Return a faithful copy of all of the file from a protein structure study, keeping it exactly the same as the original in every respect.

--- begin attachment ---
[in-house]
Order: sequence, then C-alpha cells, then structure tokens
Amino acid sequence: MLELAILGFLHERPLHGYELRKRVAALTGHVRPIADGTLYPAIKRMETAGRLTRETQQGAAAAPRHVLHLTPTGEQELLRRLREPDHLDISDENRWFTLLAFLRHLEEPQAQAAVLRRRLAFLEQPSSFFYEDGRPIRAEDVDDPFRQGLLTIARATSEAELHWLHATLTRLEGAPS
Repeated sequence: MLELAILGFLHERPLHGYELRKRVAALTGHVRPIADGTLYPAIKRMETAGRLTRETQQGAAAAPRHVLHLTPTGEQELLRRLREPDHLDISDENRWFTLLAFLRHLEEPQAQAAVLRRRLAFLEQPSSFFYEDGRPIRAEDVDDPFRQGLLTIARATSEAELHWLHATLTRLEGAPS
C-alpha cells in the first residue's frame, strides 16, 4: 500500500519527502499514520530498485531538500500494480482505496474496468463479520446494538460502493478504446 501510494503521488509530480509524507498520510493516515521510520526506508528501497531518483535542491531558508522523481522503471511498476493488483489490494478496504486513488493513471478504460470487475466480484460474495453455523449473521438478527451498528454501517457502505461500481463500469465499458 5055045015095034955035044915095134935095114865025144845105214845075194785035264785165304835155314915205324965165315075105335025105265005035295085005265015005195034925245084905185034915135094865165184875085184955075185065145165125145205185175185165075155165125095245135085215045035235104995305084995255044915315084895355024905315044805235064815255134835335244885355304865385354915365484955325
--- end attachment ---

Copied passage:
[in-house]
Order: sequence, then C-alpha cells, then structure tokens
Amino acid sequence: MLELAILGFLHERPLHGYELRKRVAALTGHVRPIADGTLYPAIKRMETAGRLTRETQQGAAAAPRHVLHLTPTGEQELLRRLREPDHLDISDENRWFTLLAFLRHLEEPQAQAAVLRRRLAFLEQPSSFFYEDGRPIRAEDVDDPFRQGLLTIARATSEAELHWLHATLTRLEGAPS
Repeated sequence: MLELAILGFLHERPLHGYELRKRVAALTGHVRPIADGTLYPAIKRMETAGRLTRETQQGAAAAPRHVLHLTPTGEQELLRRLREPDHLDISDENRWFTLLAFLRHLEEPQAQAAVLRRRLAFLEQPSSFFYEDGRPIRAEDVDDPFRQGLLTIARATSEAELHWLHATLTRLEGAPS
C-alpha cells in the first residue's frame, strides 16, 4: 500500500519527502499514520530498485531538500500494480482505496474496468463479520446494538460502493478504446 501510494503521488509530480509524507498520510493516515521510520526506508528501497531518483535542491531558508522523481522503471511498476493488483489490494478496504486513488493513471478504460470487475466480484460474495453455523449473521438478527451498528454501517457502505461500481463500469465499458 5055045015095034955035044915095134935095114865025144845105214845075194785035264785165304835155314915205324965165315075105335025105265005035295085005265015005195034925245084905185034915135094865165184875085184955075185065145165125145205185175185165075155165125095245135085215045035235104995305084995255044915315084895355024905315044805235064815255134835335244885355304865385354915365484955325